# Bayesian Optimization¶

Bayesian optimization is a powerful strategy for minimizing (or maximizing) objective functions that are costly to evaluate. It is an important component of automated machine learning toolboxes such as auto-sklearn, auto-weka, and scikit-optimize, where Bayesian optimization is used to select model hyperparameters. Bayesian optimization is used for a wide range of other applications as well; as cataloged in the review [2], these include interactive user-interfaces, robotics, environmental monitoring, information extraction, combinatorial optimization, sensor networks, adaptive Monte Carlo, experimental design, and reinforcement learning.

## Problem Setup¶

We are given a minimization problem

where \(f\) is a fixed objective function that we can evaluate pointwise. Here we assume that we do *not* have access to the gradient of \(f\). We also allow for the possibility that evaluations of \(f\) are noisy.

To solve the minimization problem, we will construct a sequence of points \(\{x_n\}\) that converge to \(x^*\). Since we implicitly assume that we have a fixed budget (say 100 evaluations), we do not expect to find the exact minumum \(x^*\): the goal is to get the best approximate solution we can given the allocated budget.

The Bayesian optimization strategy works as follows:

Place a prior on the objective function \(f\). Each time we evaluate \(f\) at a new point \(x_n\), we update our model for \(f(x)\). This model serves as a surrogate objective function and reflects our beliefs about \(f\) (in particular it reflects our beliefs about where we expect \(f(x)\) to be close to \(f(x^*)\)). Since we are being Bayesian, our beliefs are encoded in a posterior that allows us to systematically reason about the uncertainty of our model predictions.

Use the posterior to derive an “acquisition” function \(\alpha(x)\) that is easy to evaluate and differentiate (so that optimizing \(\alpha(x)\) is easy). In contrast to \(f(x)\), we will generally evaluate \(\alpha(x)\) at many points \(x\), since doing so will be cheap.

Repeat until convergence:

Use the acquisition function to derive the next query point according to

\[x_{n+1} = \text{arg}\min \ \alpha(x).\]Evaluate \(f(x_{n+1})\) and update the posterior.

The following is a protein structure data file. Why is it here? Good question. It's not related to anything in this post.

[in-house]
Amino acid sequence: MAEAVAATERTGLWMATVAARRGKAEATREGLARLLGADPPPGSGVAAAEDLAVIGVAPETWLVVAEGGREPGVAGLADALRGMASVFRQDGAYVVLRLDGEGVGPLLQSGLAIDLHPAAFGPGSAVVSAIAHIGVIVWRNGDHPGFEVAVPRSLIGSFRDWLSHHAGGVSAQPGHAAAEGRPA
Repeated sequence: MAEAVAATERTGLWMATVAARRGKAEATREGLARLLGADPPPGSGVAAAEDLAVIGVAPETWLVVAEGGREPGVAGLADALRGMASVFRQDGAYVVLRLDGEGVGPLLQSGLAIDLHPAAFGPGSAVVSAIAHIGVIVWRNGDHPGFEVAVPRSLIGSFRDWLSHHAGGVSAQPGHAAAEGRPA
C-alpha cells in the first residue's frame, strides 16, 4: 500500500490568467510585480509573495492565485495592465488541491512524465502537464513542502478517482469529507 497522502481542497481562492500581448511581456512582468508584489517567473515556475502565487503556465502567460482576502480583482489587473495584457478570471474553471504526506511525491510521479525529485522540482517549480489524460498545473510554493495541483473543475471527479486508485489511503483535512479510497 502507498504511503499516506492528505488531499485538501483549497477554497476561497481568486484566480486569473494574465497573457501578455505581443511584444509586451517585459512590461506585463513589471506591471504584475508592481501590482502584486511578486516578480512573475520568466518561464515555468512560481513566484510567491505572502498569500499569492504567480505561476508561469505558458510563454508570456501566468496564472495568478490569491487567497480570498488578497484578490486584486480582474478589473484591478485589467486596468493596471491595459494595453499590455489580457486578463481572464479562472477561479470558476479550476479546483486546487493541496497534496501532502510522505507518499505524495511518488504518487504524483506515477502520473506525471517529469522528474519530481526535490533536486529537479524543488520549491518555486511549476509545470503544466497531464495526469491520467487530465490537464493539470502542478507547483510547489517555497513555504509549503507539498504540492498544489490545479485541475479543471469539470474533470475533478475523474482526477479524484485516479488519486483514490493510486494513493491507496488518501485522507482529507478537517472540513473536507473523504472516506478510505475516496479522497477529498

A good acquisition function should make use of the uncertainty encoded in the posterior to encourage a balance between exploration—querying points where we know little about \(f\)—and exploitation—querying points in regions we have good reason to think \(x^*\) may lie. As the iterative procedure progresses our model for \(f\) evolves and so does the acquisition function. If our model is good and we’ve chosen a reasonable acquisition function, we expect that the acquisition function will guide the query points \(x_n\) towards \(x^*\).

In this tutorial, our model for \(f\) will be a Gaussian process. In particular we will see how to use the Gaussian Process module in Pyro to implement a simple Bayesian optimization procedure.

```
[1]:
```

```
import matplotlib.gridspec as gridspec
import matplotlib.pyplot as plt
import torch
import torch.autograd as autograd
import torch.optim as optim
from torch.distributions import constraints, transform_to
import pyro
import pyro.contrib.gp as gp
assert pyro.__version__.startswith('1.4.0')
pyro.enable_validation(True) # can help with debugging
pyro.set_rng_seed(1)
```

## Define an objective function¶

For the purposes of demonstration, the objective function we are going to consider is the Forrester et al. (2008) function:

This function has both a local minimum and a global minimum. The global minimum is at \(x^* = 0.75725\).

```
[2]:
```

```
def f(x):
return (6 * x - 2)**2 * torch.sin(12 * x - 4)
```

Let’s begin by plotting \(f\).

```
[3]:
```

```
x = torch.linspace(0, 1)
plt.figure(figsize=(8, 4))
plt.plot(x.numpy(), f(x).numpy())
plt.show()
```

## Setting a Gaussian Process prior¶

Gaussian processes are a popular choice for a function priors due to their power and flexibility. The core of a Gaussian Process is its covariance function \(k\), which governs the similarity of \(f(x)\) for pairs of input points. Here we will use a Gaussian Process as our prior for the objective function \(f\). Given inputs \(X\) and the corresponding noisy observations \(y\), the model takes the form